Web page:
the tray supporting units and its control mech
otally mounted, laterally swingable shoes l3
which include upwardly facing shoulders M
which extend laterally inwardly from back stops
I5. The shoes I3 are normally urged laterally
inwardly to the position shown in full lines. in
Fig. 3 by means of a torsion spring l6; such
shoes being yieldable outwardlLhowever, to the
Referring now more particularly to the char 45 position shown in dotted lines in Fig. 3. Below
acters of reference on the drawings, the improved
the shoulder l4 each shoe includes an outwardly
tray stacker comprises an upstanding skeleton
and downwardly diverging face IT.
frame of substantial height which includes, ad
The shafts ll) of the tray-supporting units 9
jacent the corners thereof, vertical posts I con
are turnably controlled, by the following mecha
nected at their upper ends by top beams 2. This 50 nism, in order to maintain the cross members
frame is preferably supported at its lower end
[2, together with supported trays, horizontal at
in a pit 3. Transversely spaced truck support—
all times during movement of said trays be
ing rails 4 extend across the pit centrally be
tween a loading position and stacked position,
tween the sides of the frame and said rails may
as hereinafter described:
be extended directly‘ from the tray stacker to a 56 This mechanism comprises, for each tray sup
porting unit, a radial control rod l8 ?xed on
and extending upwardly from the outer end of
the corresponding shaft l0. Laterally out from
each pair of endless chains 6 the device includes
another endless, vertically disposed chain I9
supported at its upper and lower ends by longi
tudinally spaced, horizontally alined sprockets
As thus supported by corresponding units 9
each tray is elevated to a point adjacent the
upper end of the device, conveyed forwardly a
predetermined distance and then lowered; the
trays being maintained horizontal, as previously
explained, during their entire path of move
As the trays lower they are deposited as
a symmetrical stack 32 on the truck 5. The
20; the spacing of the sprockets horizontally be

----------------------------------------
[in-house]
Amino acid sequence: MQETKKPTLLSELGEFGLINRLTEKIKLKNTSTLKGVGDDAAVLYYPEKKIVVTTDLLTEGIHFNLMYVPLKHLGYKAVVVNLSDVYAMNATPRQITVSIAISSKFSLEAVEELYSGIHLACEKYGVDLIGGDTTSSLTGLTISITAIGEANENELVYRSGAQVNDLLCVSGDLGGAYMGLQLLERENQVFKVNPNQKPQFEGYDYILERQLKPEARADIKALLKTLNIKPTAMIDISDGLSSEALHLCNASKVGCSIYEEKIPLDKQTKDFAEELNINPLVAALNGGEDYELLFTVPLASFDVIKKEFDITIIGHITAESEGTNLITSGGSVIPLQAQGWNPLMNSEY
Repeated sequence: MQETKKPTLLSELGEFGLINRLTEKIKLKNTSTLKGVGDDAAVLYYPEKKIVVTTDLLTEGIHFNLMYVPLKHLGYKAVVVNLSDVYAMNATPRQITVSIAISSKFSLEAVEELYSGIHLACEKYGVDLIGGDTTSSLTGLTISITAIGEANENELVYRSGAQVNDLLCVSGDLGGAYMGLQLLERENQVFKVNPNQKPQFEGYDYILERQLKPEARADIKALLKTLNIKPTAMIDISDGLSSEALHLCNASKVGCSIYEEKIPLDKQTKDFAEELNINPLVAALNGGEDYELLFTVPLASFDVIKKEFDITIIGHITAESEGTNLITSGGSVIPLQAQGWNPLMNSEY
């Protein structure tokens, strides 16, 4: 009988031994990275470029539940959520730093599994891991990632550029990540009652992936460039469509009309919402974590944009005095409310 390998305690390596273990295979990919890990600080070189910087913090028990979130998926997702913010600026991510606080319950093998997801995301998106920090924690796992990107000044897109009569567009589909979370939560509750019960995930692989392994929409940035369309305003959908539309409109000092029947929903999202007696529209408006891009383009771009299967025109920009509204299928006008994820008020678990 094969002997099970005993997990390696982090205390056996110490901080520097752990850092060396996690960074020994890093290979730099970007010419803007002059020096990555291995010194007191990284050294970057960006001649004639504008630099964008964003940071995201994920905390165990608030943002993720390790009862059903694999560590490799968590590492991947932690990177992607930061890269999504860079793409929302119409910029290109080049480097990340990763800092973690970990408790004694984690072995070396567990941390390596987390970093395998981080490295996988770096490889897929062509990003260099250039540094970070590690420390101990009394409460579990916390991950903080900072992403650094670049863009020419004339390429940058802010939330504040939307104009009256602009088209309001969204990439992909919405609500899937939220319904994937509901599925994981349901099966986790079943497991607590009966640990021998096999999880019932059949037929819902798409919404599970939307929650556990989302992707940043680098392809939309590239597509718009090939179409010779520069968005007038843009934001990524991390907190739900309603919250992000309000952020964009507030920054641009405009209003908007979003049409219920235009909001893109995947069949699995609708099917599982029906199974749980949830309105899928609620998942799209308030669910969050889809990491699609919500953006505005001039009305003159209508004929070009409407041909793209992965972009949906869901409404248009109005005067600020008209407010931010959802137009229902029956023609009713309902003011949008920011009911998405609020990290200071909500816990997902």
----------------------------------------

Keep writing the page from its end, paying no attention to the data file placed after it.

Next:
.shoes .13 escapefrom the traysas they reach the
ing exactly the same .as the spacingnof thesprock
ets 1, whereby the vvertical runs of‘ chains .6 and 10 stack by :reason 0f the ‘fact tthatj'the divergent
However, the sprockets 2!] are
faces I“! of said shoes engage the sides of the
rods l8. Thus, while the upper and horizontal
runs of the chains [9 are parallel to‘correspond
tinued lowering movement of the units 9 the
shoes 13 ride down the outside of the stack 32
until they pass onto skirts 33 which extend along
I9 are alined.
offset upwardly relative to the sprockets ‘I a dis- 1' stack and are swung laterally to the position
shown in dotted lines in Fig. 3. With con
tance approximately the length of the control
ing runs of the chains 6, they are nevertheless ‘
spaced vertically thereabove.
The control rods I8 adjacent. their upper ends .
-sideandrtoa point below the truck 5.
When , '\
said shoes escape said skirts 33 they are re-‘
turned ‘by the springs 16 to normal tray engag
slidably engage through blocks 2| carried on
turnable cross pins 22 v‘attached to the adjacent 20 ing position. Vertical guides 34 are frame
and corresponding chain "I9. The supporting
‘sprockets 20 for the chains I9 are carried on
supported in "transverse alinement andserve to
assure that'the trays are deposited on the stack
frame mounted ‘shafts, the ‘uppermost ones of
which ‘are indicated‘at 123; the chains l9 being
‘32 in substantially correct alinement lengthwise
tray supporting units pass with the chains 6
ily seen! that I have ‘produced such a device'a's
substantially ful?lls 'the objects of the ‘inven
tion'as set forth herein.
'While this specification sets forth in detail
ofithe device.
After a full stack 32 is formed'on the truck